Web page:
Jane started her Mazda and pulled into the traffic. That Mary, she thought with disgust. She ate her sandwich and simply left the dance. She should have at least answered Brad's questions about the Pekingese.
Here at least we have human involvement. Although the information Jane's thinking is still dead and has no action, we do see Jane. In small, well-placed doses, using such internal dialogue is an acceptable way to pass information. Unfortunately, some authors use this approach for pages and pages, and the only live action we have is the heroine doing the equivalent of driving that car.  It's easy to see why so many manuscripts are rejected.
Okay, we've discussed the "bad" and the (not much) "better" ways to present information. Let's look at the "best."
When you start a new book, there's certain information you want to reveal. Rather than have the author tell us about it or have a character think about it, have the heroine confide the information to a sidekick in real time, perhaps like this:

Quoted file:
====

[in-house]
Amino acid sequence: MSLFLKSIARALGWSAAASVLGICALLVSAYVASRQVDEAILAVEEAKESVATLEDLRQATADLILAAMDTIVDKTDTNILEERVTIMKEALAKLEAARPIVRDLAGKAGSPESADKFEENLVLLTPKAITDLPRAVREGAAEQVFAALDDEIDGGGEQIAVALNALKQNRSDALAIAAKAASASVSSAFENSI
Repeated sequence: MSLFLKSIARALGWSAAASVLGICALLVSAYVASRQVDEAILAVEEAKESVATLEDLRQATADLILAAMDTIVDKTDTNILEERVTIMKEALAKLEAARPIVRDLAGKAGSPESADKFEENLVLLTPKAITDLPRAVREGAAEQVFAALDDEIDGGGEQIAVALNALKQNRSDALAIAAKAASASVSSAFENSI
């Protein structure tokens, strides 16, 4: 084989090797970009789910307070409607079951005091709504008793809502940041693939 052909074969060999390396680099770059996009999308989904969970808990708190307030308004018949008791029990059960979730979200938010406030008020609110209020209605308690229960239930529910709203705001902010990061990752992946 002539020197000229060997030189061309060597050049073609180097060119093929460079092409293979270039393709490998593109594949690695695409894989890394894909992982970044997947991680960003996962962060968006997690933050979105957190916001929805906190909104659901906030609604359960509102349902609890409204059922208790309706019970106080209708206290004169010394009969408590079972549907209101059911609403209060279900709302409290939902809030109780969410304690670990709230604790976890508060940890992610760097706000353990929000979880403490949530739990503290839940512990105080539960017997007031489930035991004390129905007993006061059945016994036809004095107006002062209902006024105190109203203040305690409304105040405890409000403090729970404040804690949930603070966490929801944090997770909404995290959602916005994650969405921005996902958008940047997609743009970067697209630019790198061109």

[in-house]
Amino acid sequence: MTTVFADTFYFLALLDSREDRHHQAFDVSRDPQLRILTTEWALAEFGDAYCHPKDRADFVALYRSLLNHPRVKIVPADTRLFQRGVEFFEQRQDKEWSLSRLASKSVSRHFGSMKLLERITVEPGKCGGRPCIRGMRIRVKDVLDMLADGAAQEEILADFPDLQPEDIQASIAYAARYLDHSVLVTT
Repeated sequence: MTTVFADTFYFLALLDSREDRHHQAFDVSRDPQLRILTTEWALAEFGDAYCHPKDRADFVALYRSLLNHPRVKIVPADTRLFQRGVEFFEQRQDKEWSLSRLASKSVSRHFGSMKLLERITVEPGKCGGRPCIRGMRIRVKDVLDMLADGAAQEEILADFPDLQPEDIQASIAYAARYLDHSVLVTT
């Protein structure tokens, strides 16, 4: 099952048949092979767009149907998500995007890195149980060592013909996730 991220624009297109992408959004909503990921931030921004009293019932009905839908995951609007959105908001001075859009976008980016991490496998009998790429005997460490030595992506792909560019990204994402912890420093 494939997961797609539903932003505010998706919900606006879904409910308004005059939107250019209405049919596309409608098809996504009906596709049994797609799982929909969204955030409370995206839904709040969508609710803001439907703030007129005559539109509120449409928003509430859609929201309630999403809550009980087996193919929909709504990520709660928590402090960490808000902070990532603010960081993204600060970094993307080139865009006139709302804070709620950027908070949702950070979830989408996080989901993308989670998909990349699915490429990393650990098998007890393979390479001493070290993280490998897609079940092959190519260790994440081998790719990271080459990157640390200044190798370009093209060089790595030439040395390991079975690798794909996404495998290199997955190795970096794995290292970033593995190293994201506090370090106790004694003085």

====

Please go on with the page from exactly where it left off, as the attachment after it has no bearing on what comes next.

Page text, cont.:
Jane sat her Margarita on the bar and turned to Amy, who stared at her pocket mirror as she adjusted her hair. "Did you see that?"
Amy looked up. "See what?"
"Mary. She just ate her sandwich and left."
Amy glanced at the lit ballroom exit, past entwined couples dancing cheek to cheek on the dimly-lit dance floor. "Wow. Well, did she answer Brad's questions about the Pekinese before she left?"
"I don't think so . . ."  
Jane frowned and retrieved her drink. She brought it to her lips and tasted the bitter salt, looked about, and paused. Standing by a small table with its flickering candle was Brad, staring at the entrance.
"She should have, you know?" Jane sipped again, and set her drink down. 
 "After all, Brad was kind enough to have the Pekingese fixed."
I'll admit I got carried away with that last example, but I did so with purpose. Didn't you feel like you were there, watching this scene play out? Didn't you catch the action—Alice primping, Jane sipping and tasting, dancers dancing, and perhaps even Brad staring? Didn't you believe this is happening now and that you are on hand to watch the scene unfold? This give-and-take is important. It keeps the reader engaged. If you write in this mode she'll continue to read your novel.
Don McNair, an editor and writer for more than forty years, has written six novels and four non-fiction books.  His latest, titled “Editor-Proof Your Writing: 21 Steps to the Clear Prose Publishers and Agents Crave (Quill Driver Books),” helps writers self-edit their work.  Learn more at his website, .